the infield area.   Lots of tomatoes still forming, and I think there will

soon be many hot peppers– I react to things like that, even to touch, so I won’t pick them, so if someone else loves and knows them, feel free!  I left what I gathered in the kitchen tonight.  If I can figure out how to share my slow-motion video of some of the pollinators I’ll share those later.  I am fairly sure the cat is a swallowtail larva– cool!  The others were various kinds of “skippers”, some waspy types, and lots of bumblebees.  No European honeybees were seen at all which surprised me as I know there are beekeepers in the area.

Reported by Johanna Goode, OSU Extension Clermont County, Master Gardener Volunteer – September 11, 2021

I was at the garden in the morning to the early afternoon this week and the temp ranged from 61-74 degrees, so it is definitely getting colder at night. There was no significant rainfall. I weed-whacked and it made many of the beds more accessible. There is a new hose. It is WAY better than the old one but there is a little spray where the nozzle is, so expect to get a little wet.

I saw a couple of stink bugs Carol mentioned, Bees and Monarch Butterfly on zinnia, and Swallowtail Caterpillar on dill.

Many plants are on their way out. Tomatoes, peppers, and beans will still be ready for harvest this week. Dill, chives, and zinnia seeds can be collected soon. I took some dill and zinnia into Gigi, but not many. This week Susan and I harvested 8 lbs 4 oz of potatoes and 2 oz of onions. I also harvested 8 lbs 9 oz of tomatoes, 1 lb of purple and green beans, 2lbs 7 oz of assorted peppers, and 6 lbs of horseradish.

When I was watering the Sensory Garden this morning I noticed that multiple people had pulled their cars right into the garden. So, next year we might want to put up some kind of rope or visual barrier.

Kitchen Table Conversations 2021

Grab a cup of your favorite beverage, lunch, or snack and join us from your “kitchen table” to engage in conversations “virtually” on September 21, 22, and 23, 2021 for “Kitchen Table Conversations” hosted by the Ohio Women in Agriculture of Ohio State University Extension. Conversations and discussions on “hot topics” in the agricultural world related to health, marketing, finance, legal, and production for women in agriculture.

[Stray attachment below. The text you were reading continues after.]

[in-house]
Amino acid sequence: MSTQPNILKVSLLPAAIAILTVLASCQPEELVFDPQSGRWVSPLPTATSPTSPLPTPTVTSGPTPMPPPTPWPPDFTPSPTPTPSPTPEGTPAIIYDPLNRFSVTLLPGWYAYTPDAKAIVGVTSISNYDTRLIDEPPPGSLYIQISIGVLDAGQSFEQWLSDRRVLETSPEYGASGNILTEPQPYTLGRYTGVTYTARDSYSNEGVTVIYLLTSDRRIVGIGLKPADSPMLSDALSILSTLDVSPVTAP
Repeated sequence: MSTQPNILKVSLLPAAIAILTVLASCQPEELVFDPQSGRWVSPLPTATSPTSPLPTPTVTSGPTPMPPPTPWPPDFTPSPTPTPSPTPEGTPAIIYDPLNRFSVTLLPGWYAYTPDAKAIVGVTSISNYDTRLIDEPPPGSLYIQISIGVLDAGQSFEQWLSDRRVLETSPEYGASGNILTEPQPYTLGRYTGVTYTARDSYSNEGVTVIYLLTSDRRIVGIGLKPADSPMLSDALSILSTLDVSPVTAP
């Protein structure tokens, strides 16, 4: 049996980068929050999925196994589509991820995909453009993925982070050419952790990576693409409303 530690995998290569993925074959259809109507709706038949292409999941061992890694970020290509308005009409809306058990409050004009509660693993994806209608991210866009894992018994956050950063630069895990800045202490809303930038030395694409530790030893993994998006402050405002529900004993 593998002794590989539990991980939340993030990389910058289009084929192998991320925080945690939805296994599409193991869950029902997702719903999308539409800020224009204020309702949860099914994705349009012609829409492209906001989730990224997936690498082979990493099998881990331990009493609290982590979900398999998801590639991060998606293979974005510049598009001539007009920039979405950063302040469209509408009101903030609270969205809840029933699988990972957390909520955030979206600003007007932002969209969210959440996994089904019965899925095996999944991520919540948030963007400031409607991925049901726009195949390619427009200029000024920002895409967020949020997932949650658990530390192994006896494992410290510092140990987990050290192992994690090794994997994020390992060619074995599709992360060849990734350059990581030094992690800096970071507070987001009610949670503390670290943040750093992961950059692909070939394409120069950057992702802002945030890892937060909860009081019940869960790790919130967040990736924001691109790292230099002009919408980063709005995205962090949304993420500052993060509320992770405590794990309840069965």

These sessions are offered during the Farm Science Review daily from 11:00 AM-12:00 PM via ZOOM. Registration is required to participate.

Register @



9|21 Raising Livestock on Five Acres or Less

So you have some land and you want some extra income or a supply of food for your family.  This session will investigate all of your options and possibilities.

Sandy Smith, Extension Educator, Agriculture and Natural Resources, Carrol County

9|22 Farm Stress and Mental Health

It can be hard to have a conversation about our mental health, but it is just as important as acknowledging our physical health. When we live where we work stress can sometimes get the better of us. Sitting together as a family around the kitchen table fosters an environment to have tough conversations. During this session, we will have a conversation about the importance of addressing mental health concerns, how to bridge the difficult topics, and the resources that are available to you and your family.

Bridget Britton MSW, LSW….Behavioral Health Field Specialist ANR


9\23 On-Farm Research Opportunities

On-farm research can provide valuable local data to inform decision-making and help you understand the ROI of practices and technologies on your farm. The OSU eFields program fosters partnerships between Ohio farmers, industry, and OSU researchers. Learn about recent research trials conducted across the state and how to become involved in the program.

Elizabeth Hawkins, Ph.D…Field Specialist, Agronomic Systems, Assistant Professor

MGV Demonstration Garden Update 9.5.2021

Update provided by Carol Pelfry, Clermont County Master Gardener Volunteer

I brought the weed wacker to cut weeds down around the bale garden, but it was too wet.  It wouldn’t cut.

The garden is beginning to look pretty straggly.  You can definitely tell fall is coming.

As we have already discussed, we definitely need to put the bales further apart next year and use fewer plants per bale, although it is kind of fun to dig around in the plants to see what is hiding.

Harvested a few herbs for the girls to use in their cooking.

Here’s today’s harvest.

Beans – 1 pound

Tomatoes – 4 pounds

Peppers – 1-1/4 pounds

Herbs – 2 ounces

(The beans I picked for our dinner weighed 5.8 pounds)



Even though beans were small, I picked them anyway because they are getting really buggy.






Found these guys on the sunflowers – Brown Marmorated Stink Bug 

“The insect has a broad range of plants that it feeds on, and so it’s definitely a pest of agricultural and horticultural crops,”

They are a pretty cool-looking bug.

Not much activity in the garden.  Everything is pretty wet from the rain.  No bees out.








Scarlet runners are blooming and are so colorful.


Horseradish looks healthy.  May be ready to dig roots.

Monarch in the Sensory Garden.